Re- prefix. Again: again and in a different way
    Re second note of the scale in solfa notation.(music). Anglicized in spelling as ray

    Re: Cassell’s Latin Dictionary

    Re- prep. Meaning sometimes back, sometimes against, and sometimes again

  7. In the post above there is a casual reference to the Latin word SIC. This in fact is short for sicut, meaning: as, just as, etc.
    In English this is used along with a citation containing a evident error, intending to affirm that the error is from the original text.

  8. When is re. used? I’ve seen this, as well as re: and am confused about which is correct. Also, how many spaces do you leave after the period or colon?

  9. Thanks, I didn’t know if I had to write it like ‘RE’ or re or R.E or R.e..

    Re: so like this if the correct way. *bangs that into head*

    Trevor : Your assumption that you thought isn’t too far off the correct definition is actually quite far off for the record…..

    Re is an English preposition in use since at least the 18th century. It means “in the matter of, with reference to.”

    ^ that states nothing about Re meaning anything to do with ‘reply’

    I’m assuming you got bit confused.

    Am not being like trying to be a know it all…. as I don’t really know much anyway, but thought I should correct you.

  10. The other commenters have already pointed out Trevor’s error in assuming a connection between “re,” the ablative of “res,” and the prefix “re-“, meaning “back” or “again.” Seems like he got confused by the difference in the use of “re” in emails vs. written letters.

    jameswatt also makes a mistake in stating that “sic” is short for “sicut.” In fact, “sic” and “ut” are Latin words entirely capable of functioning independently, the former meaning “so” or “thus,” the latter meaning “as” or “how.” That is to say, “sicut” is a result of the combination of the two, meaning “so as” “just as” or simply “as.”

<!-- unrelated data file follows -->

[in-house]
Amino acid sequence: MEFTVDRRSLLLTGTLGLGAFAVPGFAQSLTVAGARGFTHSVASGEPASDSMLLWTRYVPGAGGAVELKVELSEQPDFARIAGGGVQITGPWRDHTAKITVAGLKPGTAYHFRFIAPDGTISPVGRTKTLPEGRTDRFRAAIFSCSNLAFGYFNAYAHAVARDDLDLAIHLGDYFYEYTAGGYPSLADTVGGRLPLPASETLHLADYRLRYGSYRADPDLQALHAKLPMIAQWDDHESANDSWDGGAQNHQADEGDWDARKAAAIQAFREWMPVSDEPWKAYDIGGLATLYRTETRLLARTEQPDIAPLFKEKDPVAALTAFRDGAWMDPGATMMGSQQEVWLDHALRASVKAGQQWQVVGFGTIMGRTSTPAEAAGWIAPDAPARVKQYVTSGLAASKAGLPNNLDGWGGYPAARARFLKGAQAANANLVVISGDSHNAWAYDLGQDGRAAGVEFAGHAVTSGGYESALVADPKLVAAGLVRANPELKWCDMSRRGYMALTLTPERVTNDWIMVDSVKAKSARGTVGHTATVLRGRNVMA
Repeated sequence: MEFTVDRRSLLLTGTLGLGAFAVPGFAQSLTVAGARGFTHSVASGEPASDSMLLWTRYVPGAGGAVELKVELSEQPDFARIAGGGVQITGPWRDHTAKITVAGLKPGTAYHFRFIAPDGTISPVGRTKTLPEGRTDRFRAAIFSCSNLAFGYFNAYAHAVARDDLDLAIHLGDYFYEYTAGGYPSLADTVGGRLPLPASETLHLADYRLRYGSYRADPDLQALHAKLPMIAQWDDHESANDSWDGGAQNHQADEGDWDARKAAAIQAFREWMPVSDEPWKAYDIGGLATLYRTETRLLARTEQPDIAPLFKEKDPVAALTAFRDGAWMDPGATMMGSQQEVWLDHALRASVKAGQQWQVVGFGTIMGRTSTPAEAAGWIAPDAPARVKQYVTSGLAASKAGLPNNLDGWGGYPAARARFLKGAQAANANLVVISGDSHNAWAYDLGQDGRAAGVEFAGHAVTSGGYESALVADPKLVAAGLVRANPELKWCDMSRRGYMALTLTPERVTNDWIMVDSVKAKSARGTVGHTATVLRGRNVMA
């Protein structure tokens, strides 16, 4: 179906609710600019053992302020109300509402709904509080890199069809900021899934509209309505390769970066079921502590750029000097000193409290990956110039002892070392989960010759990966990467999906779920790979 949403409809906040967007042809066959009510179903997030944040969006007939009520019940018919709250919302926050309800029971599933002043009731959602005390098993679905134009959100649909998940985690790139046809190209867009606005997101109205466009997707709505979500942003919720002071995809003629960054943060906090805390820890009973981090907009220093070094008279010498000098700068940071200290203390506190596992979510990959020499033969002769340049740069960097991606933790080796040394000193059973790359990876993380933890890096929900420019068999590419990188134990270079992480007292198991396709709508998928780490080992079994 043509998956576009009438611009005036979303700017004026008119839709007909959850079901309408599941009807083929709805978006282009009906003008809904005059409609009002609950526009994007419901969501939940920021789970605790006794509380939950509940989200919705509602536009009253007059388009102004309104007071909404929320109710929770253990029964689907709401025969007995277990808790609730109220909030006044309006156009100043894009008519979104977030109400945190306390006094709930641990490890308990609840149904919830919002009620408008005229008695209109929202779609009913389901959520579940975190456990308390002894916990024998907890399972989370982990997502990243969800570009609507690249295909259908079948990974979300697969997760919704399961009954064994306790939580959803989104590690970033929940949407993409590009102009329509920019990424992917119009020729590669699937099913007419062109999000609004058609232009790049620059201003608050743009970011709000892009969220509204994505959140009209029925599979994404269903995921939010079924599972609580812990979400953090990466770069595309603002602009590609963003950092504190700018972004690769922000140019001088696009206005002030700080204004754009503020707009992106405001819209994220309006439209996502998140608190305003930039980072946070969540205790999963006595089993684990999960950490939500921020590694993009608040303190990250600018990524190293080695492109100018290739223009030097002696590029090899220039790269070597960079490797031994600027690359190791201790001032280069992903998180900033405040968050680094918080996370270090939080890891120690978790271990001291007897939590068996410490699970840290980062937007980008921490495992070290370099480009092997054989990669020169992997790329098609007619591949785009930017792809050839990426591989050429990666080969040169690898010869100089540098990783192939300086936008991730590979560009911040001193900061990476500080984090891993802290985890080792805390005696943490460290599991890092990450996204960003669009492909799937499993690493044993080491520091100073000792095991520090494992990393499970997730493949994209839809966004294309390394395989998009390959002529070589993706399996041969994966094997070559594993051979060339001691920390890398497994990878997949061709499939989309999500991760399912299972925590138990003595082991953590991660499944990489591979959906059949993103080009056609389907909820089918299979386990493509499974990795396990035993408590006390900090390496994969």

11. First things first. @Sheila…really?? You can use the word “expound” correctly in a sentence but you can’t figure out what “peeps” are?

    I’m still confused on the correct way to reference something or someone in the middle of a sentence.

  12. Actually, Tony, Re is pronounced with a short e, like “reh.” That’s how the Latin was pronounced. “Ray” is just how native English speakers tend to sound when they try to pronounce that. “Ree” is simply an abomination produced by colonialists when they dare to pronounce foreign words according to the rules of English.

  13. Steve and Tony
    Actually, it doesn’t matter how “Re” was pronounced in Latin. In English, either “Ray” or “ree” is acceptable pronunciation for “Re.” As for the rules of English, according to English spelling convention, when a syllable ends with a vowel, the vowel is usually pronounced with the long vowel sound.

  14. It would be nice just to see a comparison example of the correct way to use “re” or “re:” without having to sort through a plethora of extraneous babbling and snarky commentary.

  15. A couple of questions:
    1. Would it be Re. or Re:
    2. Does Re (or Re:) have to be used in reply to something? May I be used in a cover letter for a job application when the applicant is addressing his potential employer for the fist time?

    Thank you!